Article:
- The New York Times made substantial changes to an article on the Environmental Protection Agency but had not issued a correction as of Tuesday morning.
- The article claimed EPA would change how it models potential deaths from air pollution when finalizing the Affordable Clean Energy rule.
- EPA, however, challenged The Times’ initial reporting.
The New York Times made substantial changes to an article claiming the Environmental Protection Agency (EPA) will use new modeling that minimizes projected deaths from air pollution.
The “scoop,” based on anonymous sources, initially reported new pollution modeling would be used to justify the Trump administration’s Affordable Clean Energy (ACE) rule, which is set to replace the Obama-era Clean Power Plan aimed at fighting climate change.
The Times, however, did not issue a correction as of Tuesday morning, despite making substantial edits to the initial story. A top EPA official told The Times the cost-benefit analysis for ACE would include multiple methodologies for assessing public health impacts, not just one new model.
Republicans and conservative activists have long argued EPA in the past misused pollution modeling to justify further government intervention. In particular, EPA critics argue the agency’s including of “co-benefits” from reducing small particulate matter — levels of which already meet agency air quality standards — in its regulatory analysis overstate public health benefits of cutting emissions.
EPA issued a statement to reporters countering NYT’s initial reporting.
“To be clear, there is no new methodology related to particulate matter included in the cost-benefit analysis accompanying the final Affordable Clean Energy rule,” said EPA spokesman James Hewitt.
“EPA sets national ambient air quality standards at a level that protects public health with a margin of safety,” Hewitt said. “A longstanding and important question is how much benefit is derived by further reducing ambient levels below the national standards.”
Past reports indicate EPA has been working to clamp down on the use of “co-benefits” for at least the last year or so. EPA has pushed for using public scientific data and revising the so-called “social cost of carbon” estimate.
Citing five anonymous current and former EPA officials, The Times reported Monday that EPA will “adopt a new method for projecting the future health risks of air pollution, one that experts said has never been peer-reviewed and is not scientifically sound.”
The modeling change was “unusual because it discards more than a decade of peer-reviewed E.P.A. methods and relies on unfounded medical assumptions,” The Times initially reported.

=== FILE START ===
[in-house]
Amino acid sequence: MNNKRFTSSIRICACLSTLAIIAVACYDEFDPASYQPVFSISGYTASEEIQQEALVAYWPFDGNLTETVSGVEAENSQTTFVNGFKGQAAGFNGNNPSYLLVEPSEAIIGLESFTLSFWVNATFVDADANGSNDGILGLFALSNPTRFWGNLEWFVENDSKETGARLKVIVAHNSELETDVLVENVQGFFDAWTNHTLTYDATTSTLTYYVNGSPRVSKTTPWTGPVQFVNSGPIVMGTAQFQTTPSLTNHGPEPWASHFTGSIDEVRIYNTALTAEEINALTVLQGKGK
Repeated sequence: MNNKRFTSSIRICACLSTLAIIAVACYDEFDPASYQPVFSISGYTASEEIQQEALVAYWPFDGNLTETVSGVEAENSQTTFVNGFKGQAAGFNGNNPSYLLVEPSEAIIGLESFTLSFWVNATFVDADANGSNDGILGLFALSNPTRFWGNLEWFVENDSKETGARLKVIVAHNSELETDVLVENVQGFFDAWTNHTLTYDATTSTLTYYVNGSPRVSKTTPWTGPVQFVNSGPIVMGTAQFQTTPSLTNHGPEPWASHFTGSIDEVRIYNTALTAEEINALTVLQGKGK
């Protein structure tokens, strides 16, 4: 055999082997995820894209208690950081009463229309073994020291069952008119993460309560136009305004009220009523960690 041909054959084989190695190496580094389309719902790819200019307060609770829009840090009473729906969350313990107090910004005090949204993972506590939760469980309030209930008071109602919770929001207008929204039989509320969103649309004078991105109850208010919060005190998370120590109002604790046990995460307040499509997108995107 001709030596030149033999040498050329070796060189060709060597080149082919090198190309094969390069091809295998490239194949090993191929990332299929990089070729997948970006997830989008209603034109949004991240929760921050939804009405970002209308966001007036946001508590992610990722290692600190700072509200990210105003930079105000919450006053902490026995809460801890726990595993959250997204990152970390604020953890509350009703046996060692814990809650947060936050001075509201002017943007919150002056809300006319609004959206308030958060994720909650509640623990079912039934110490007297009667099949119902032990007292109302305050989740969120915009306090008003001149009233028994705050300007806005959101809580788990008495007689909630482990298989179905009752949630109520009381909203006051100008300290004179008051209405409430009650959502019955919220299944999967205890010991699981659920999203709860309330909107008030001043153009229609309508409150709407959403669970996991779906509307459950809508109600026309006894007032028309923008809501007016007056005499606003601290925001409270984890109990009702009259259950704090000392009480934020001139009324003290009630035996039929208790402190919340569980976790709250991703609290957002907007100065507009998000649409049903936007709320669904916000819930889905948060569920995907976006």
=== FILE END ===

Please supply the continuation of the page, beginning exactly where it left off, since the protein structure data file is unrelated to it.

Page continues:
Sources said the “new modeling method would be used in the agency’s analysis of the final version of the ACE rule, which is expected to be made public in June,” The Times reported. “William L. Wehrum, the E.P.A. air quality chief, acknowledged in an interview the new method would be part of the agency’s final analysis of the rule.”
The Times report set off alarm bells among environmental activists who oppose any changes to how EPA cost-benefit analyses.
Late Monday, however, The Times added that Wehrum’s “aides later said the matter had not been settled.” Wehrum seemed to have eventually cleared up the confusion with The Times. The paper altered its report to say:
“Asked on Monday whether the new method would be included in the agency’s final analysis of the rule, William L. Wehrum, the E.P.A. air quality chief, said only that the final version would include multiple analytical approaches in an effort to be transparent. He said the agency had made no formal change to its methodology.”
EPA’s Hewitt said no methodology change would be made until it had undergone peer-review.
“No change to this scientific method will be made unless and until the new approach has been peer reviewed,” Hewitt said in a statement. “EPA is constantly evaluating approaches to improve transparency and communicate uncertainty regarding costs and benefits of its regulatory actions.”
“The Affordable Clean Energy rule would result in significant reductions in emissions of greenhouse gases as well as precursors of particulate matter and ozone from the power sector,” Hewitt said.
Times reporter Lisa Friedman did not immediately respond to The Daily Caller News Foundation’s request for comment.
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